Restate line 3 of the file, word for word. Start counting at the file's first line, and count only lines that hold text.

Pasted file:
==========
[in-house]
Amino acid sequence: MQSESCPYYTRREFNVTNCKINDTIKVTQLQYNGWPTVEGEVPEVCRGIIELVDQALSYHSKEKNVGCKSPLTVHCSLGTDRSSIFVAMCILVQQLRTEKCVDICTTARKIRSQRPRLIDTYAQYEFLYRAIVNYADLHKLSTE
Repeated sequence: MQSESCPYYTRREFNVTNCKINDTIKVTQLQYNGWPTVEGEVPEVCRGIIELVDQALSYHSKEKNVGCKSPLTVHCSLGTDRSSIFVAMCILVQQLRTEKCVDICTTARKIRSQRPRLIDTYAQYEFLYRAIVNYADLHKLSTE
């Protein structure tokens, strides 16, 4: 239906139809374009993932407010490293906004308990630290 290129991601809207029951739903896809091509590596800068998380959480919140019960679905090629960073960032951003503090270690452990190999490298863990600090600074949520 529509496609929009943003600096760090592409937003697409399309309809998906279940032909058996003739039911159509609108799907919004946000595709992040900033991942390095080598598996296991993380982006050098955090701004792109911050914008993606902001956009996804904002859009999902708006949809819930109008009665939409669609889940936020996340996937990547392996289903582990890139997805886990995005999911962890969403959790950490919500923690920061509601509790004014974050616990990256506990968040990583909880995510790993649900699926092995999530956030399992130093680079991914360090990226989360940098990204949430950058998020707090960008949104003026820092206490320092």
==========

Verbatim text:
Repeated sequence: MQSESCPYYTRREFNVTNCKINDTIKVTQLQYNGWPTVEGEVPEVCRGIIELVDQALSYHSKEKNVGCKSPLTVHCSLGTDRSSIFVAMCILVQQLRTEKCVDICTTARKIRSQRPRLIDTYAQYEFLYRAIVNYADLHKLSTE